|Description||Nos 1 to 7 Papers of the Subcommittee on Experiments of the Optical Glass Committee, 1827-1830.|
"Of the active Committee of Michael Faraday, George Dollond and Herschel, Faraday was to analyse chemically the glass in use and to devise experimentally a better glass, Dollond was to act as a practical optician and Herschel was to test its optical properties". M Boas-Hall, 'All Scientists Now: The Royal Society in the Nineteenth Century', Cambridge: CUP, 1984, p32
See also CMB/1/13, CMB/69-71, Optical Glass Committee Minute Books and MS/365, Faraday's Glass Furnace Note Book.
Nos 8 to 43 Oddments, 1852-1862
Including papers on the housing of the Royal Society, J P Gassiot's Balloon ascents, suggestions for observations to be made on expeditions, papers on land owned by the Royal Society in Acton and correspondence on scientific papers submitted to the Society.
Nos 44 to 53 Letters about 'the Kincardine Papers', letters from Sir Robert Moray to his friend Alexander Bruce, Earl of Kincardine, 1657-1673 (MS. 246). 1879-1947
This correspondence relates to matters arising from the provenance of papers, particularly their location in 1930 and the possibility they contain information on Christian Huygens's watchmaking.
See also: Clifford Dobell, 'The Kincardine Papers', Notes and Records of the Royal Society of London, Vol. 4, No. 2 (Oct. 1946), pp174-178
Nos 54 to 62 Letters about papers of J F W Herschel, 1943-1944
Papers of Herschel's were deposited with the Royal Society in 1944, by his Grandson JCW Herschel.
Nos 63 to 83 Oddments, 1849-1951
Including papers on the deviation of compasses on board ships made from iron and on possible solutions to the problem and correspondence on the building Melbourne Observatory.
Nos 84 to 102 Letters from Francis Wall Oliver to Sir EJ Russell, 1939-1949
"From 1929 until 1935 Oliver was professor at Cairo University. In the latter year he went to live on the edge of the desert and studied the changing aspects of its vegetation. He returned finally to England in 1950". (From the Oxford Dictonary of National Biography).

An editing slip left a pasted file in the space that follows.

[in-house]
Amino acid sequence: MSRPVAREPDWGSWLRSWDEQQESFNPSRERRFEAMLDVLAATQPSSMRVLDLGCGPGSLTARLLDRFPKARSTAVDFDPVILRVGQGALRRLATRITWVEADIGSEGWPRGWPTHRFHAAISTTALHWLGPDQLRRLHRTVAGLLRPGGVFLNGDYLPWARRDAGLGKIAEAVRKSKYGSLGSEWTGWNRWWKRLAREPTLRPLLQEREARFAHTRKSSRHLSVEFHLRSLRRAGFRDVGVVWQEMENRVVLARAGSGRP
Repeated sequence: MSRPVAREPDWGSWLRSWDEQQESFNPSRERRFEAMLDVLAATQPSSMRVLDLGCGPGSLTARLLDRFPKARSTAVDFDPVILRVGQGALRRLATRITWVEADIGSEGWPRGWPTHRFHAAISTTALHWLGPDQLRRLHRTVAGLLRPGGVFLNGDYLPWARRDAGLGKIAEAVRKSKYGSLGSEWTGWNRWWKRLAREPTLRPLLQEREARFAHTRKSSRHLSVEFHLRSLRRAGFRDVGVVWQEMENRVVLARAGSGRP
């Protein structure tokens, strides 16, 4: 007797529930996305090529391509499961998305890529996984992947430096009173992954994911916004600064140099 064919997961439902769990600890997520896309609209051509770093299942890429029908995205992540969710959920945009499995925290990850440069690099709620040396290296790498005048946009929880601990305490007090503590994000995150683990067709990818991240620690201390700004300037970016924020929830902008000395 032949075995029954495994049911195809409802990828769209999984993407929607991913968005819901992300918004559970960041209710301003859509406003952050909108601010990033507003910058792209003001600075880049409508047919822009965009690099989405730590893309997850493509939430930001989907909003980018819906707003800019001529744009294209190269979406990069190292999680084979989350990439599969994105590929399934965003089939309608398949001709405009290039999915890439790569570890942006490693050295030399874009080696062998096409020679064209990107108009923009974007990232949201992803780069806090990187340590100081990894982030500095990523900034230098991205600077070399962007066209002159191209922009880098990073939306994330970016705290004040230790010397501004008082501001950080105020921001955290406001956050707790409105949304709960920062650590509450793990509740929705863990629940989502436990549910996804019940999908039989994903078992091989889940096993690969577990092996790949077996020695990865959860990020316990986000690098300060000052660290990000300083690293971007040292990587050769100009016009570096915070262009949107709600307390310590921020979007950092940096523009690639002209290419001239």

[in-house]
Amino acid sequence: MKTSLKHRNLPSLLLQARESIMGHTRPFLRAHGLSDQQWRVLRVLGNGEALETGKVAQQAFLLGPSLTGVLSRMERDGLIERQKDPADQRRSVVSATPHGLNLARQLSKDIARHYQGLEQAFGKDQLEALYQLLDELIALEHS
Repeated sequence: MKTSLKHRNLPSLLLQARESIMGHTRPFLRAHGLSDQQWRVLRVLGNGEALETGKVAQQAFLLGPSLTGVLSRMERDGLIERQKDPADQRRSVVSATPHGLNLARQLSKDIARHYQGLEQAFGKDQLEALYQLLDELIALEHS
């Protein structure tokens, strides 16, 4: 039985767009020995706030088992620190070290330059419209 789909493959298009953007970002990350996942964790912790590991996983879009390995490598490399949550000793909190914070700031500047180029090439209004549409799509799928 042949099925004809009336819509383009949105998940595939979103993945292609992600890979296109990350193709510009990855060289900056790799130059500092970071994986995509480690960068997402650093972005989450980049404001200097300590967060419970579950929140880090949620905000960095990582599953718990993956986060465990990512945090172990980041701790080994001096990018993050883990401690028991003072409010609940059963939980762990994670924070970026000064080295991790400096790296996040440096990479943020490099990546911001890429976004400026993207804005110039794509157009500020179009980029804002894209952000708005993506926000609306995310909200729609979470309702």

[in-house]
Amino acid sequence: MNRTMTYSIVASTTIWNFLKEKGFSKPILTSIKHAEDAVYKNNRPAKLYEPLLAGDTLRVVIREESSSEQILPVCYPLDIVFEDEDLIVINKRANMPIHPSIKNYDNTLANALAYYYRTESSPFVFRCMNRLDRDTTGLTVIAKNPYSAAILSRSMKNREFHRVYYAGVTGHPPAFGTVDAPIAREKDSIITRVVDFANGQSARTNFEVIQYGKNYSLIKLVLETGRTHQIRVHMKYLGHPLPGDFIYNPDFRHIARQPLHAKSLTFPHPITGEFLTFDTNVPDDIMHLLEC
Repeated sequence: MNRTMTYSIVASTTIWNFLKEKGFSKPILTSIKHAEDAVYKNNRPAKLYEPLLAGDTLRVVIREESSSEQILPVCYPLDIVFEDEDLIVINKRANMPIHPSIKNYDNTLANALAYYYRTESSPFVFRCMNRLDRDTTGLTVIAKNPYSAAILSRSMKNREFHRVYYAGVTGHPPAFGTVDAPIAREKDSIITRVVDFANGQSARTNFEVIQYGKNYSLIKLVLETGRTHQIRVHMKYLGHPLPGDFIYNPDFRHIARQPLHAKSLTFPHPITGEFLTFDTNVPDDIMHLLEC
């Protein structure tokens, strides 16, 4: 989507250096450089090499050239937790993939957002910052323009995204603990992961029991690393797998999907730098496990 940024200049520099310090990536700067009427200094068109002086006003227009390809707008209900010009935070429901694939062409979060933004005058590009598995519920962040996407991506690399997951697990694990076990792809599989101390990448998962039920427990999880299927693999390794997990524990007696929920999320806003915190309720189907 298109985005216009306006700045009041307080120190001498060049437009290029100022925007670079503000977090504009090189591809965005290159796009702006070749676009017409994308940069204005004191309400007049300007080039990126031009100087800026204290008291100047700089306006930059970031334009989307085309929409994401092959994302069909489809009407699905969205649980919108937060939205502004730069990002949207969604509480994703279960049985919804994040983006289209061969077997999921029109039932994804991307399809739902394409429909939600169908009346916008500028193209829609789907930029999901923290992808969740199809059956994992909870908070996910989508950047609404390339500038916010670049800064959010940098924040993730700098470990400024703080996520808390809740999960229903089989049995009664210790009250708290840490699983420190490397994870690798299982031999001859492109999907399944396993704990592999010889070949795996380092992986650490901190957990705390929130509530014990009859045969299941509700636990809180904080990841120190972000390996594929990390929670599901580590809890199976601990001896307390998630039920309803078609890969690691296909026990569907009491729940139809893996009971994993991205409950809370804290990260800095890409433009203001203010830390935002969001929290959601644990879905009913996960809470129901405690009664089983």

These letters contain information on the nature of and observations made upon dust-storms.
Nos 103 to 163 Oddments, 1667-1912
Including papers on the Quekett Microscopical Club, the Indian Trigonometrical Survey, on the Meteorological Department of the Board of Trade, paintings offered for exhibition by the Royal Society, on the creation of the Davy Medal and correspondence on scientific papers submitted to the Society.
Nos 164 to 181 Letters from various persons to Sir Alfred Ewing, 1890-1891.
Mostly on Ewing's paper 'Contributions to the Molecular Theory of Induced Magnetism', 'Proceedings of the Royal Society of London' Vol. 48 (1890), pp. 342-358.
With accompanying correspondence on the deposit of the papers with the Royal Society, 1953.
Nos 182 to 240 Letters and papers about the Royal Society Catalogue of Scientific Papers (1864-1874 approx).
Mostly replies to a circular letter from WH Miller, Foreign Secretary, Royal Society, asking librarians (of Foreign Academies) to add to an enclosed printed list the names of any journals containing papers which they think should be included in the Royal Society's 'Catalogue of Scientific Memoirs'.
In MM/14/182, the 'Catalogue...', is described as: "... intended to serve as an index to the Scientific Periodic Literature of the 19th Century. It will contain the titles, so far as they can be obtained from the original sources, of the Scientific Papers published in the Transactions of Societies, Journals, and other periodical works, which have appeared since the year 1800".
See also M Boas-Hall, 'All Scientists Now: The Royal Society in the Nineteenth Century', Cambridge: CUP, 1984, p152-155.